Huntley Village Board renames portion of Kreutzer Road over family, resident opposition

  • A section of Kreutzer Road west of Route 47, which was set to be renamed after former Huntley Mayor Charles H. Sass, is seen on Thursday, May 27, 2021, in Huntley. Kreutzer Road, which was named for the family that settled in the area in 1868 and still owns an operating farm there, will remain named as such east of Route 47.

    A section of Kreutzer Road west of Route 47, which was set to be renamed after former Huntley Mayor Charles H. Sass, is seen on Thursday, May 27, 2021, in Huntley. Kreutzer Road, which was named for the family that settled in the area in 1868 and still owns an operating farm there, will remain named as such east of Route 47. Matthew Apgar/Shaw Media

 
By Cassie Buchman
Shaw Media
Updated 5/28/2021 6:57 PM

Despite opposition from the Kreutzer family and a petition signed by more than 200 residents, the Huntley Village Board voted Thursday to rename Kreutzer Road, west of Route 47, to Charles H. Sass Parkway.

The name change sought to recognize Sass' 20 years as the village's mayor after Sass lost his April reelection bid to then-Trustee Timothy Hoeft. The east part of the road will remain Kreutzer.

 

When Linda Byrne, a member of family whose maiden name is Kreutzer, heard on Tuesday of the village's plans to rename part of the road, she said it made her sick.

"It's a complete shock," she told the Northwest Herald before Thursday's board meeting.

The Kreutzer family first settled in Huntley in 1868, and both Linda and her husband, Bill Byrne, said they've been hardworking members of the community ever since. Members of the Kreutzer family were founding members of St. Mary Catholic Church, and the Kreutzer homestead continues to be a working farm, resided on by members of the family.

One Kreutzer family member, Paul, became vice president of Huntley State Bank and gave personal loans to people in the community during the Great Depression, Bill Byrne said.

Frances Kreutzer, Linda Byrne's mother, was also well known in the village, in the church and for her cake-making skills.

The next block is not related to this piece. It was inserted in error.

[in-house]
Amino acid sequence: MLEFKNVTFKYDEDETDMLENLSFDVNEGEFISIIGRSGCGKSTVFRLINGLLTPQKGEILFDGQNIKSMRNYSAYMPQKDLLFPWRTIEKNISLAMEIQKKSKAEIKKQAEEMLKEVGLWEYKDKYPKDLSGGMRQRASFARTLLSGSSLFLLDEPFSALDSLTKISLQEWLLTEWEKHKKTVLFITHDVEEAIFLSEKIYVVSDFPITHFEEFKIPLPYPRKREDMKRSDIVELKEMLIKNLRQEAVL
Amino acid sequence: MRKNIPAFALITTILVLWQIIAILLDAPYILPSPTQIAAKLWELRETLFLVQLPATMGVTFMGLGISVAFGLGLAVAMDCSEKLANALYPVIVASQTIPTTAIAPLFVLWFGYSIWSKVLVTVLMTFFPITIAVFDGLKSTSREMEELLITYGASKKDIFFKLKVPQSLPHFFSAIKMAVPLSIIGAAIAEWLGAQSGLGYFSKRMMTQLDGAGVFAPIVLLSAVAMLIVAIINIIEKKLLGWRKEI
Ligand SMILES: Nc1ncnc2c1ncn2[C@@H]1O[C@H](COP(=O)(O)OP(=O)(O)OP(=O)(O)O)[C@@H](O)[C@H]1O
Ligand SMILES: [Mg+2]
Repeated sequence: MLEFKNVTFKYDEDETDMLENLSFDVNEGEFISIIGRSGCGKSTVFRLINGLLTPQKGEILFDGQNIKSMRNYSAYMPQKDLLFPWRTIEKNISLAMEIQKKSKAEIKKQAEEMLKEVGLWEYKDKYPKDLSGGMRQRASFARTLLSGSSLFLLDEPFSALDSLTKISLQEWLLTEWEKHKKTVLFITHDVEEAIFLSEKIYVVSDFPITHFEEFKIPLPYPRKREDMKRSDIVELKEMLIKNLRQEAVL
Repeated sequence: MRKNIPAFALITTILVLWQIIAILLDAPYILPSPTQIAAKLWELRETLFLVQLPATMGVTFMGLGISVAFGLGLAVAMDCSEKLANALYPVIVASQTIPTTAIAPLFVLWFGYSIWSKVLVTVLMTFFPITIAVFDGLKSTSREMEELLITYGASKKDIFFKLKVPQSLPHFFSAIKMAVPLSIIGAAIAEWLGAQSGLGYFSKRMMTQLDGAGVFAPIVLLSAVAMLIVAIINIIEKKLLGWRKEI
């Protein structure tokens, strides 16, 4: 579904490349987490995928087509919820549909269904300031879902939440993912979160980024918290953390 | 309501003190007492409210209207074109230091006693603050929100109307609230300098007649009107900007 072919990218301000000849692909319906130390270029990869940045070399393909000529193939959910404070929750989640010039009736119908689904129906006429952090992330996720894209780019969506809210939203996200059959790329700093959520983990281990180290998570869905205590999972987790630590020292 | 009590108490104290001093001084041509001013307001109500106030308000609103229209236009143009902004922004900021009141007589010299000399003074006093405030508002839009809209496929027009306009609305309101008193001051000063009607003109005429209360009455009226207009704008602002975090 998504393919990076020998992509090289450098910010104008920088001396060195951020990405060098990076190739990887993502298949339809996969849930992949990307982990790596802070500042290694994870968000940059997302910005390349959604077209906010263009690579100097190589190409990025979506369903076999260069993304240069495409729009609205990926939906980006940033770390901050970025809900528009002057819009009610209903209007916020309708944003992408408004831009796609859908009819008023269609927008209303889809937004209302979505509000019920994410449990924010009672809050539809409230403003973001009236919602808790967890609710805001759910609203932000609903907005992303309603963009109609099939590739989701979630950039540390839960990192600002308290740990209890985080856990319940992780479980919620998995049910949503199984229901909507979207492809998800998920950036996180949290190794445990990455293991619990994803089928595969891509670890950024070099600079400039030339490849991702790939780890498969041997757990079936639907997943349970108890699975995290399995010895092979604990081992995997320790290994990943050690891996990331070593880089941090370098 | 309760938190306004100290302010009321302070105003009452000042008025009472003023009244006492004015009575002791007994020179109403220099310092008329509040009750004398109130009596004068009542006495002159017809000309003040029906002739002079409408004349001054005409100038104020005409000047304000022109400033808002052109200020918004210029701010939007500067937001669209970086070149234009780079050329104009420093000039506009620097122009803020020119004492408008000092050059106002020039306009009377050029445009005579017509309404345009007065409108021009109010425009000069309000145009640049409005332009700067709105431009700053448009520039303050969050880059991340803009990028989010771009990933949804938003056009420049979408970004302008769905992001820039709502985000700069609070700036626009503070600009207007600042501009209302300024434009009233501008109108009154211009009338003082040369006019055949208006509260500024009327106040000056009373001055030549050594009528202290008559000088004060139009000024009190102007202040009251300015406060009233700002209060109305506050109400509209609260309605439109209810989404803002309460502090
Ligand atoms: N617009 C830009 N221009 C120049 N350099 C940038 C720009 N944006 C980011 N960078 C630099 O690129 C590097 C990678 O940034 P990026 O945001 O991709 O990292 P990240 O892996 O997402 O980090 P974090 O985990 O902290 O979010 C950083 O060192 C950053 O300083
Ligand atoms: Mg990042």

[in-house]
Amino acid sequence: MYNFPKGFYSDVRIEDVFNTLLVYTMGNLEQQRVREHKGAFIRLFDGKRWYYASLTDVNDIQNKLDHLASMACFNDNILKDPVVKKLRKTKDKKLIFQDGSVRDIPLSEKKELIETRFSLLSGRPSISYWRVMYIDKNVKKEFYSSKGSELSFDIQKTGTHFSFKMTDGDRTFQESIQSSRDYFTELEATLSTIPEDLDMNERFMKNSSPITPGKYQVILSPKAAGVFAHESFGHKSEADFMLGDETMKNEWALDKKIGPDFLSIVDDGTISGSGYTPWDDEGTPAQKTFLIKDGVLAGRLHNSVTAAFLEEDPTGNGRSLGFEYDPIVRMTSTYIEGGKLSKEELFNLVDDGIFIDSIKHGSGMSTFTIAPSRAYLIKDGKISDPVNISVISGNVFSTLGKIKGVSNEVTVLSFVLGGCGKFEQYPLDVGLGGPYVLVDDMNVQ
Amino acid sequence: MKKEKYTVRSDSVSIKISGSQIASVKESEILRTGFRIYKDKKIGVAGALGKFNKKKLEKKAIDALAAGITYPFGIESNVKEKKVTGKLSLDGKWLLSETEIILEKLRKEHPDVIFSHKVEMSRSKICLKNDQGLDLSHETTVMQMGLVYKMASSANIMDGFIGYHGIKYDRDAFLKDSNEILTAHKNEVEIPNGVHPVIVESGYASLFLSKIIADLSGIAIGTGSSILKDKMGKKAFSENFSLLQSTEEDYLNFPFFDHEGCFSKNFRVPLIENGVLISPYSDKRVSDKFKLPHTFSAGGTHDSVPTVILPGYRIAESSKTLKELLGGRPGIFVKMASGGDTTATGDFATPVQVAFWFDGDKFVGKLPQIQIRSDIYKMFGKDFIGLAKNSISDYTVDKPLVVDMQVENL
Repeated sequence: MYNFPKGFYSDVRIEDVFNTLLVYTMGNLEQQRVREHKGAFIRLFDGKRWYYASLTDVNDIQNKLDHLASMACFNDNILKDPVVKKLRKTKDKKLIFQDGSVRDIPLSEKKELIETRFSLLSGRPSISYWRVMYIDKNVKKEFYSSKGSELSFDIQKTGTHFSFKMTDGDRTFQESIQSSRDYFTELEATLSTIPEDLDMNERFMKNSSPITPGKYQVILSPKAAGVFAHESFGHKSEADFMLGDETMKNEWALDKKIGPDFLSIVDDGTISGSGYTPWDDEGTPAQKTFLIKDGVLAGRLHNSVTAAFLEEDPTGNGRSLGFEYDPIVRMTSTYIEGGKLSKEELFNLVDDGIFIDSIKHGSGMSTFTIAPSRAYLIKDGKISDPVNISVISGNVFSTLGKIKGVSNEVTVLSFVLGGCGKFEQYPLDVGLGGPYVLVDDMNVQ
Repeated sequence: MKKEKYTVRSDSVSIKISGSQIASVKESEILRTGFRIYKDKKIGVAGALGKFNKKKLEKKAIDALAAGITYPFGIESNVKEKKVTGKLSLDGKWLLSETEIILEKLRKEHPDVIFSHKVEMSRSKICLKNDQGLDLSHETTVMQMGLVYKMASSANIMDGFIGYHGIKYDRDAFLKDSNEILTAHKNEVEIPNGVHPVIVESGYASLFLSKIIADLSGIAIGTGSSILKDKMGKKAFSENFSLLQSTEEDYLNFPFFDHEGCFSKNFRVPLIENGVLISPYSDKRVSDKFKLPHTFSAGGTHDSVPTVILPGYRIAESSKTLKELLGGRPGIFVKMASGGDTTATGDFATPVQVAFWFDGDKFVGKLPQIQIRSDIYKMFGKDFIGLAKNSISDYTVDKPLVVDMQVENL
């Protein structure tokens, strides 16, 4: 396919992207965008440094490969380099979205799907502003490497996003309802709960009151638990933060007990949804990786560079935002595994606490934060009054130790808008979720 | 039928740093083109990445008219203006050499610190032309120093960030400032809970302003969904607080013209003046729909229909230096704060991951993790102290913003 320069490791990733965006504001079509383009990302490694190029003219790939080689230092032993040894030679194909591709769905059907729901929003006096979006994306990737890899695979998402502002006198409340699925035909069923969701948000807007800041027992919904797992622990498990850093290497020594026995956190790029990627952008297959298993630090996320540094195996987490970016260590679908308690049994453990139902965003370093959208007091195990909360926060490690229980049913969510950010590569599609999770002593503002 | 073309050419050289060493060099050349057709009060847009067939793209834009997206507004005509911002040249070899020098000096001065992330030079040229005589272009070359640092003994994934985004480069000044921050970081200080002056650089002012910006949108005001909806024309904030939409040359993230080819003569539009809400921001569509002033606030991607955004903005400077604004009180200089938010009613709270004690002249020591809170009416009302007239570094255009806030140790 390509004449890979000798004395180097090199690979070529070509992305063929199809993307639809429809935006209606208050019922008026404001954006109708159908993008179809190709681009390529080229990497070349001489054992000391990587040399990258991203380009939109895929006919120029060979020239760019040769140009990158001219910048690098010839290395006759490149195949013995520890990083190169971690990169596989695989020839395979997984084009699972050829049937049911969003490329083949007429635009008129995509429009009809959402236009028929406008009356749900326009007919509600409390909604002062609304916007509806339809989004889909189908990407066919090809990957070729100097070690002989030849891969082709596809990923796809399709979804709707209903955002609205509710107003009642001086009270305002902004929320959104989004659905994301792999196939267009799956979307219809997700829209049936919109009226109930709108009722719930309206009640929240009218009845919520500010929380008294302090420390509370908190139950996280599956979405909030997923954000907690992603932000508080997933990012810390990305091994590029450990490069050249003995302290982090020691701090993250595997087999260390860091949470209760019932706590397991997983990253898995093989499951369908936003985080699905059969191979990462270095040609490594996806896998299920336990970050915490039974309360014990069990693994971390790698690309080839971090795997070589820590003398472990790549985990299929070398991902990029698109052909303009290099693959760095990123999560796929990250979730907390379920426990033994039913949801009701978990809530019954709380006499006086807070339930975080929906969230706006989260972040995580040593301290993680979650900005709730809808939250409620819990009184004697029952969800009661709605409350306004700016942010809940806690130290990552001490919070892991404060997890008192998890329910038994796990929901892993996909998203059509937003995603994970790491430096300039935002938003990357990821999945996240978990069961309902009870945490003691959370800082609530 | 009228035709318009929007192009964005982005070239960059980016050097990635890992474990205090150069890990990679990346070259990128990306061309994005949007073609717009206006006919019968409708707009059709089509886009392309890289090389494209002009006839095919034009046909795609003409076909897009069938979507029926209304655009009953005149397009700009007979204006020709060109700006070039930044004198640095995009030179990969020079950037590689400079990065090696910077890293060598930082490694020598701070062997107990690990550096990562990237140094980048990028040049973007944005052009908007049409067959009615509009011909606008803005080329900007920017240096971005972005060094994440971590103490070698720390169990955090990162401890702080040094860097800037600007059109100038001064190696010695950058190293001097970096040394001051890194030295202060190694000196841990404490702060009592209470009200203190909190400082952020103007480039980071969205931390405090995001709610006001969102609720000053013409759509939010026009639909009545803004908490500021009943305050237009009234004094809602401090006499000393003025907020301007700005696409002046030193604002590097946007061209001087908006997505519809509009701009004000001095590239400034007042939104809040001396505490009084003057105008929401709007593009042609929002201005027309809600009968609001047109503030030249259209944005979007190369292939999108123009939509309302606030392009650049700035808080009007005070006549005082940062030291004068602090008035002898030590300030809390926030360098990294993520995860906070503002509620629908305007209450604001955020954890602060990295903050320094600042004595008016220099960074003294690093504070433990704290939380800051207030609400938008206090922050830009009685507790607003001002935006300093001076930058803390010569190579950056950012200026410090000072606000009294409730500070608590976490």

"My wife's family has the deepest loyalty that I have ever seen in anybody," Bill Byrne said.

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The Kreutzer family said they had no problem with naming something after Sass, saying he deserves the honor. However, they wish the village had found a different street or road.

Village officials and trustees said the intent behind renaming the road was never to insult the Kreutzers, but rather to honor Sass, whom they called instrumental in building that part of the road.

Trustee Ronda Goldman was the only trustee who voted no.

The west side of the road, which is the part being renamed, was built in the 2000s. Extending the road cost about $6.5 million, village manager Dave Johnson said.

"(Sass) spent a considerable amount of time working toward finding funding for the road," Johnson said. "The mayor worked hard to bring in dollars from outside the community to offset those costs."

                                                                                                                                                                                                                       
 

"There was never any intention to upset the family," Johnson said.

Kreutzer family members said they were not notified ahead of time of the name change. Bill Byrne said a friend texted him about it Tuesday night when he saw the meeting agenda.

In hindsight, Johnson said, it would have been a good idea to notify family members sooner.

A petition to keep the west end of Kreutzer Road's name the same began this week. It garnered over 200 signatures in less than 38 hours.

Along with what they said were the historic consequences of changing the road, also angering some residents was the fact that signs dubbing the stretch Charles H. Sass Parkway were put up even before trustees officially approved the name change.

"Government officials discuss things, they discuss them, consider them and then vote on them," said Donna Britton, chair of Huntley's Historic Preservation Commission. "Only, this has already been acted upon, and now it's going to get discussed. It's like they're putting the cart before the horse."

Johnson said this will not happen again. Signs were put up "out of sequence," he said after the meeting, because the village had been trying to keep the name change as a surprise for Sass.

"The idea was that we were moving forward with it," Johnson said. "I will stand by our record in being extremely transparent. ... I will tell you that hasn't ever been an issue with the village, nor do I expect it to be moving forward."

Goldman, who said she knew Frances Kreutzer, said she originally came into the meeting with her mind made up, but after hearing the family's public comments, she was ambivalent.

"Part of me would like to think about delaying it and discussing it internally, and the other part of me is willing to go along with my fellow trustees," she said.

Johnson said no addresses, other than one of the village's facilities, are located along that portion of the road.

Despite the Kreutzer family's disappointment in how the village board and officials handled the name change, Linda Byrne said they were happy with the amount of support they got from the community at large, who signed the petition and reached out to them.

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